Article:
In some work environments it is necessary to partition workstations to contain noise, to separate work teams and to afford an amount of privacy. Our range of top quality office screens and office partitions from Sonix and Trexus are manufactured to the highest specifications to provide you with solid and sturdy ‘walls’ and multi-purpose display areas. Office screens and partitions divide office space for privacy, as sound barriers and demarcation. Screens can also be used to create discrete office cubicles
The office screen range at Paperstone
We can offer you a full choice of flat, shaped desktop office screens, top vision screens and even curved screens. Fitted with a unique and revolutionary patent-pending linking mechanism, you can arrange and re-arrange your office layouts with the minimum of fuss and effort.
- Choice of standard and custom colours
- Full height range from 400mm desktop screens to 1600mm high partitions
- Widths from 800mm to 180mm
- Mini screens which attach to side of desk also available
- Noise reduction built in
Free-standing office screens and partitions may require stabilising feet
If you plan to have individual free-standing screens or screens that are linked together in a straight line, don’t forget to order stabilising feet to stop them from toppling over.
Sonix lightweight linkable screens
Sonix screens are manufactured with a special lightweight honeycomb core - ideal for mobility and installation. They have a patented 'knuckle-lock' design for simple and rigid screen connections and are upholstered in Screen 66 fabric.You can create two-, three- or four-way configurations of screens using posts.
The origin of office partitions
Folding screens as items of furniture for partition, privacy or decoration have been around for yonks. Píng feng may have originated in China as early as the 4th century BC. Japanese byobu date from the 8th century, Korean irwolgonryundo are attested from the 16th century or earlier and Coromandel screens were made in northern China and introduced to Europe in the 17th century. But screens didn't appear significantly in office environments until the latter half of the 20th century.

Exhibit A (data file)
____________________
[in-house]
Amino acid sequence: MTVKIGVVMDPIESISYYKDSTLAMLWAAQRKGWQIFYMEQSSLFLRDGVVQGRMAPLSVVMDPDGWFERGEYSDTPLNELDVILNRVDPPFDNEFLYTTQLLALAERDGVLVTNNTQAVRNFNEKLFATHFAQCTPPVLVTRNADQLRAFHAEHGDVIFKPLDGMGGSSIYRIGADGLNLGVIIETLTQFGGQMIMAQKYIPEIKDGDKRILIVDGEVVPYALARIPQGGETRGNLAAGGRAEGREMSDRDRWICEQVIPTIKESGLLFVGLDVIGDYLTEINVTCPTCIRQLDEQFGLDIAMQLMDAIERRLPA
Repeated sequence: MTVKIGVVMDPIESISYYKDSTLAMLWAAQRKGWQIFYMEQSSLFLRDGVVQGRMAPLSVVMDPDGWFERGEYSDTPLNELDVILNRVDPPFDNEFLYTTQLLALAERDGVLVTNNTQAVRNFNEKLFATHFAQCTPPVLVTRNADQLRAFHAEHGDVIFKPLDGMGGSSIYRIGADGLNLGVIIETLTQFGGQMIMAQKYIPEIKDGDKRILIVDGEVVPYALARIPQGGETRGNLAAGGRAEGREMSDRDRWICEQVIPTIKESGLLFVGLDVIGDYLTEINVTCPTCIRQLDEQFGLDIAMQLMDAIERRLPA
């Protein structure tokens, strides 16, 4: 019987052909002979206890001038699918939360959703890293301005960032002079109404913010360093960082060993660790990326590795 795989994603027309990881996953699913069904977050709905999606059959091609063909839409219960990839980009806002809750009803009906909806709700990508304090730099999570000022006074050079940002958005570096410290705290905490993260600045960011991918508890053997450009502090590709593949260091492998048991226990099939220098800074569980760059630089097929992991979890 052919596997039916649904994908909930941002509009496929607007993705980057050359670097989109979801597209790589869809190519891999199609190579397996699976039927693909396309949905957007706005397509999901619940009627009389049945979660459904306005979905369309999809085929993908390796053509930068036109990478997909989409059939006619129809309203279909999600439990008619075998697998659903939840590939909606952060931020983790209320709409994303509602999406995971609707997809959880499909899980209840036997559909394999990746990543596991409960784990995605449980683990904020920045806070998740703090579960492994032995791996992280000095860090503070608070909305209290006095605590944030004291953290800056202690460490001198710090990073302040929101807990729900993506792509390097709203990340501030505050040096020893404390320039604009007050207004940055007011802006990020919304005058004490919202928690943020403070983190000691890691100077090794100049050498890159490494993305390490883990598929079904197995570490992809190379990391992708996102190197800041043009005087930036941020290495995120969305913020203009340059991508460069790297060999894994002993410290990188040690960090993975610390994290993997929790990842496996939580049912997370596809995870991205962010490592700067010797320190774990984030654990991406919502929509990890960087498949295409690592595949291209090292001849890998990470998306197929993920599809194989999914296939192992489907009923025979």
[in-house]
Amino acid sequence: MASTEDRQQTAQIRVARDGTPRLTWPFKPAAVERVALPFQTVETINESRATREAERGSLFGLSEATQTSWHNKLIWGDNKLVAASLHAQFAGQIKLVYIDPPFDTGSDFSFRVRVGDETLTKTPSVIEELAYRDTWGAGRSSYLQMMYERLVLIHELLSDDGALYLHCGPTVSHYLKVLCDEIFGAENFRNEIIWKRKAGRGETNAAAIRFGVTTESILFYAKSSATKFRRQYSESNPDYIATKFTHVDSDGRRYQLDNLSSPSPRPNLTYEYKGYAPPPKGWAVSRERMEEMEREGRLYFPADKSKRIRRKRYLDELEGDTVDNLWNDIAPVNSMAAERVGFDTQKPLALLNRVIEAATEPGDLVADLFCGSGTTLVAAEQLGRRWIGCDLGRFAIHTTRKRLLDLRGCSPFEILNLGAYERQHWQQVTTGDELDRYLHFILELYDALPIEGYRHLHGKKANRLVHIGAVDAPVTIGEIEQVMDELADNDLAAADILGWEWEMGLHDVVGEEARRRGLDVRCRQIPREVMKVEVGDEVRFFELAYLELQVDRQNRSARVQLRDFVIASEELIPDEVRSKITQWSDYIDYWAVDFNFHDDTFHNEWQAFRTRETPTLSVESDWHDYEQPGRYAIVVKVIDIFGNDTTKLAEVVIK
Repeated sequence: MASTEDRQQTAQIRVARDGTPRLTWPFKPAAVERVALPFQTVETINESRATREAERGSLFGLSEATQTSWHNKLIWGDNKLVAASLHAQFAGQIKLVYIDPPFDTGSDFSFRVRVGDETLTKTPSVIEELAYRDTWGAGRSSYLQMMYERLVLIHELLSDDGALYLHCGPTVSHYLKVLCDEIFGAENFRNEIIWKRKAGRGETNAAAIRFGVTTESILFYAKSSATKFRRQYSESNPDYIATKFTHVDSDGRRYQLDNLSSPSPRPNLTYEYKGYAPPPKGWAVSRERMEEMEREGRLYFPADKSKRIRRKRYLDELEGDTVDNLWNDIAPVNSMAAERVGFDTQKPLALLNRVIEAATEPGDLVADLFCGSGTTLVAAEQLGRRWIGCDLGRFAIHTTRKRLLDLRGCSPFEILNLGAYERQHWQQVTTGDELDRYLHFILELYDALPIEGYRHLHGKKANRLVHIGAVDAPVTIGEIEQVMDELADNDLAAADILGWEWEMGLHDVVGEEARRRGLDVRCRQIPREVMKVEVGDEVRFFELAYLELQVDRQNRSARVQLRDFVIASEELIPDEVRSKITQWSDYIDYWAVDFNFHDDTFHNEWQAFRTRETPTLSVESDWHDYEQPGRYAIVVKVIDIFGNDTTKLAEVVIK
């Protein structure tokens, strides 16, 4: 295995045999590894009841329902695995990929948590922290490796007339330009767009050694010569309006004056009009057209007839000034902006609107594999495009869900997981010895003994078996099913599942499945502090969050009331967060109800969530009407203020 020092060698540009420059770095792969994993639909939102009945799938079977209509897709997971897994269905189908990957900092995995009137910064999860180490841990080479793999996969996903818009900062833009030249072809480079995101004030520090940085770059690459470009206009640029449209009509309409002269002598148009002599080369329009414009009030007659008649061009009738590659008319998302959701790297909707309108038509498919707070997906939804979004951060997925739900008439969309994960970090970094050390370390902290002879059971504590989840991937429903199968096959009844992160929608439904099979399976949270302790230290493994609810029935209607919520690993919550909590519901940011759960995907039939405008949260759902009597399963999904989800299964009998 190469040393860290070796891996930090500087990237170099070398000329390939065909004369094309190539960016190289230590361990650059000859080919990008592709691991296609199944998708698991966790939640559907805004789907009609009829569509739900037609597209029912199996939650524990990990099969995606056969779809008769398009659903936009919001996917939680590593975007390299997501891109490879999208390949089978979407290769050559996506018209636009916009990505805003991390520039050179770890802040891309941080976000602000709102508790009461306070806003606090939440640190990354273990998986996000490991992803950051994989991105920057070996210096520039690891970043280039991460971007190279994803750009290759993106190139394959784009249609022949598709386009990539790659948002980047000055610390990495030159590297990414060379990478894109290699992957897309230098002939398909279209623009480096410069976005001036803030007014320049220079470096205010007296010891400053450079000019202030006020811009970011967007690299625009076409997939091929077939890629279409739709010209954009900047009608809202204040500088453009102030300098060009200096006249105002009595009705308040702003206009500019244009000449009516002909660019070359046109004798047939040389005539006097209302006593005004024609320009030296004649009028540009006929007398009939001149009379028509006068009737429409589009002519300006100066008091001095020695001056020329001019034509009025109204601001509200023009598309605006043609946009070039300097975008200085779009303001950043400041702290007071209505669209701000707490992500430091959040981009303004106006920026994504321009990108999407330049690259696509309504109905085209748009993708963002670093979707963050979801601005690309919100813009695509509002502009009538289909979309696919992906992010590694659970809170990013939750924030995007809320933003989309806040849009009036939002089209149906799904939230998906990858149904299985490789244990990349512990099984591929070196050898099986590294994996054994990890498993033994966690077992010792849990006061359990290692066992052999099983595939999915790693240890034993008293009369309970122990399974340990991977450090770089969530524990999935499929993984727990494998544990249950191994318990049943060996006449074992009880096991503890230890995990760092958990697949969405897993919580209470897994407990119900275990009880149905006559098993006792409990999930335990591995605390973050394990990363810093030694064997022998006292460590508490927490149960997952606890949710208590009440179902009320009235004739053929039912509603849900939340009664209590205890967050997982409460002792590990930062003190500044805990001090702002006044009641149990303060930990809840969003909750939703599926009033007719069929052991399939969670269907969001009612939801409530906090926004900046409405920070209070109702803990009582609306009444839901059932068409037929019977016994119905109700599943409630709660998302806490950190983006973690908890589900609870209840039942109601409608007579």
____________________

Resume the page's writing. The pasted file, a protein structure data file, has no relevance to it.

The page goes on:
Unpartitioned offices are nothing new, but until the 1950s these were characterised by regimented rows of desks or benches occupied by typists, clerks and accountants performing highly regulated and repetitive tasks à la Fordism and Taylorism. In the 1950s, a German team named Quickborner developed an 'office landscape' employing conventional furniture, screens, potted plants, and organic geometry on large, open floors, thus heralding the beginning of open plan offices proper. Office landscape was soon superceded by cubicle-based layouts as office furniture companies emerged producing modular furniture. An early - if not the earliest - instance of cubicle desking was at Intel Inc. in the 1960s. Offices with homogonised partitioning are sometimes referred to pejoratively as 'cube fams' or 'seas of cubes'. Both highly regimented cubicle partitioning and more relaxed, 'organic' partitionless office space models persist today, while modern businesses experiment in between with mixes of partitioned and partitionless spaces.
Open plan pros and cons
For open plan
- Effective, dynamic communication
- 'Tacit learning' (overhearing colleagues, gaining knowledge, etc)
- More frequent interaction between employees
- Information sharing which in turn can lead to more efficient task allocation
- Increased social interaction and thus less risk of alienation in the workplace and associated mental health problems
The possible converse of any of the above, plus:
- High staff turnover
- People prefer closed offices